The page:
elt quite sorry when I said good-by to so many gentlemen from whom I had received so much disinterested kindness.
I am now about to leave the Southern States, after travel ling quite alone throughout their entire length and breadth, including Texas and the transMissis-sippi country, for nearly three months and a half, during which time I have been thrown amongst all classes of the population — the highest and lowest, and the most lawless.
Although many were very sore about the conduct of Ell bargain for its lasting at least all Lincoln's presidency.
Although I have always been with the Confederates in the time of their misfortunes, yet I never heard any person use a desponding word as to the result of the struggle.
When I was in Texas and Louisiana, Banks seemed to be carrying every thing before him, Grant was doing the same in Mississippi, and I certainly did not bring luck to my friends at Gettysburg.
I have lived in bivouacs with all the Southern armies, which are as disti
o constantly, and under so many disadvantages.
2d July, 1863 (Thursday).
We all got up at 3.30 A. M., and breakfasted a little before daylight.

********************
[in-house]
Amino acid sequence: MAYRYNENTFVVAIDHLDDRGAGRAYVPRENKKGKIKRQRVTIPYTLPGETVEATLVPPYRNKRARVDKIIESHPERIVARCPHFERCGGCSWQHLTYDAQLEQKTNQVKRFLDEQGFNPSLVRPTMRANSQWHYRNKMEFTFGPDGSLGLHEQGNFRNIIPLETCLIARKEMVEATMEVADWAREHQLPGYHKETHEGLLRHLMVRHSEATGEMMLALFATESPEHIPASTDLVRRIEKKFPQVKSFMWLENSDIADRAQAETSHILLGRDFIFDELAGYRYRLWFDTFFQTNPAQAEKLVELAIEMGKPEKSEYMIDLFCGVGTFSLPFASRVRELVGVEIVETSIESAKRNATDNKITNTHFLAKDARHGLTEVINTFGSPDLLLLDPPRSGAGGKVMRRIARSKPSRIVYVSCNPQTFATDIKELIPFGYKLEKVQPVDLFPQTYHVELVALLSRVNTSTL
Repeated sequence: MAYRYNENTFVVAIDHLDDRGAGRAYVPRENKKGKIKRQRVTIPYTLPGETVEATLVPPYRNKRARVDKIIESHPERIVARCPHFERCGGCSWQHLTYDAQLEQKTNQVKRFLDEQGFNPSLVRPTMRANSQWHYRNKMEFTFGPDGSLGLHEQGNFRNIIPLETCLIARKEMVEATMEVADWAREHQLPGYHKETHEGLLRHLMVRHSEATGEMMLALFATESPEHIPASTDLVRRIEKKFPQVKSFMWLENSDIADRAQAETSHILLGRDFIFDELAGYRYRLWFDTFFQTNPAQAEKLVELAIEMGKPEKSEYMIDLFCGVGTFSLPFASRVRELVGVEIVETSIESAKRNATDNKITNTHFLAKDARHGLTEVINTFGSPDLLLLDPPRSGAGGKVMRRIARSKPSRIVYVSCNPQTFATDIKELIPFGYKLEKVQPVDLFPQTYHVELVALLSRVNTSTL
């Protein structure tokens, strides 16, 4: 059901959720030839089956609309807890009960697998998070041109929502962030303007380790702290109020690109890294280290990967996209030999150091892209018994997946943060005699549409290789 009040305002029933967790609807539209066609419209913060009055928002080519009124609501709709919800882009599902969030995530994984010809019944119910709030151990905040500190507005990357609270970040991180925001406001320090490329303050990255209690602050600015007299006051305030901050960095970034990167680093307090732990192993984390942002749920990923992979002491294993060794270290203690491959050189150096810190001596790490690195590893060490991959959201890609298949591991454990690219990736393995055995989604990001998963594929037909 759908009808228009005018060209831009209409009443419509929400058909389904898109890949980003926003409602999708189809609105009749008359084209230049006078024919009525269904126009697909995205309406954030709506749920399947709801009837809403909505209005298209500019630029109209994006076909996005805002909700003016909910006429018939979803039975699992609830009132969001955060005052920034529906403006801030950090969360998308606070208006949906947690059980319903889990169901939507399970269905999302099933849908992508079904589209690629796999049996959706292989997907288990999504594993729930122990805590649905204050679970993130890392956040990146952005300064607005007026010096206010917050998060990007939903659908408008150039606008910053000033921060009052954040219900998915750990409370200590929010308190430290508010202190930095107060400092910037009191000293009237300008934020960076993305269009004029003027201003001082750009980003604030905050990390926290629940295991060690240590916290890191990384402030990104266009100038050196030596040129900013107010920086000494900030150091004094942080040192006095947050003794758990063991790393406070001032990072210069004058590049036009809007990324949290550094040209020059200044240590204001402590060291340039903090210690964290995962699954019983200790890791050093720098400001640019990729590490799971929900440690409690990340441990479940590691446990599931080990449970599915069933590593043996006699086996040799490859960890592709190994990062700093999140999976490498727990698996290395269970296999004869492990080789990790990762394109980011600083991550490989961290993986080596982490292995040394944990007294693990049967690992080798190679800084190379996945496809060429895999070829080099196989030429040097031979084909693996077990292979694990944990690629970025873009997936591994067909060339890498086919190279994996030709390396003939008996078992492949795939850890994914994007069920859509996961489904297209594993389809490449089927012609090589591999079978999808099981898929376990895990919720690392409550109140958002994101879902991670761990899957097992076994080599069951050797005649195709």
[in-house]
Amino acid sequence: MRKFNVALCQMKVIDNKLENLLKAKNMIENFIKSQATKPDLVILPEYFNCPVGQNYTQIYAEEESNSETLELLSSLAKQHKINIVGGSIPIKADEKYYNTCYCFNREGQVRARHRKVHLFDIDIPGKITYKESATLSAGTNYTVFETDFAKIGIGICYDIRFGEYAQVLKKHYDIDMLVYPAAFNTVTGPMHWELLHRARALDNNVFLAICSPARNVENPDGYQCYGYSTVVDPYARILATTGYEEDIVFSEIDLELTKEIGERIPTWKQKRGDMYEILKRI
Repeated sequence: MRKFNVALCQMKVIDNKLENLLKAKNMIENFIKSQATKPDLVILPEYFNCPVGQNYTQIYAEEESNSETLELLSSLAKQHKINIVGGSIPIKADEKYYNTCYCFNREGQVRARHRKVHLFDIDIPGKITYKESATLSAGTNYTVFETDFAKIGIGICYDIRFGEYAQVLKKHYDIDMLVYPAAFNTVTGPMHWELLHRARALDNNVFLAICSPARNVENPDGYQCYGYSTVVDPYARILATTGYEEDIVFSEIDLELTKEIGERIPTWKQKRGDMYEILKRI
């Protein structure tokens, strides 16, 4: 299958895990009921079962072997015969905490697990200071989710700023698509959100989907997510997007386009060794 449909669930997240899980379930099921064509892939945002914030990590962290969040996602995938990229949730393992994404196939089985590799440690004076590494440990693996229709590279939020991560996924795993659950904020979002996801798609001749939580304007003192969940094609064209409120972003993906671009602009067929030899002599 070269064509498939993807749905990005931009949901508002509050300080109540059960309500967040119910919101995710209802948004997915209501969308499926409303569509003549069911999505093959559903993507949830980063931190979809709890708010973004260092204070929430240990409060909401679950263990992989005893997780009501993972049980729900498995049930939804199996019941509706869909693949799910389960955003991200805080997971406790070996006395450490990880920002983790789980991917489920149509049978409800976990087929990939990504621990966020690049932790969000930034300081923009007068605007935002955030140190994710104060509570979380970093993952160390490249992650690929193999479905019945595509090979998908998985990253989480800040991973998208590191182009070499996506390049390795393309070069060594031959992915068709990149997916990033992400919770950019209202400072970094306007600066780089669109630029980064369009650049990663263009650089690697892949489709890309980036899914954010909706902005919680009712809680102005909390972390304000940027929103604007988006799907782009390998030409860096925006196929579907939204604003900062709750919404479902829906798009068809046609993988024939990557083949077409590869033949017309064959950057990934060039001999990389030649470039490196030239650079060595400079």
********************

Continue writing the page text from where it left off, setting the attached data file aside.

Lawley in sisted on riding, notwithstanding his illness.
Captain -- and I were in a dilemma for horses; but I was accommodated by Major Clark (of this Staff), whilst the stout Austrian was mounted by Major Walton.
The Austrian, in spite of the early hour, had shaved his cheeks and cired his mustaches as beautifully as if he was on parade at Vienna.
Colonel Sorrell, the Austrian, and I arrived at 5 A. M. at the same commanding position we were on yesterday, and I climbed up a tree in company with Captain Schreibert of the Prussian army.
Just below us were seated Generals Lee, Hill, Longstreet, and Hood, in consultation — the two latter assisting their deliberations by the truly American custom of whittling sticks.
General Heth was also present; he was wounded in the head yesterday, and althoug h not allowed to command his brigade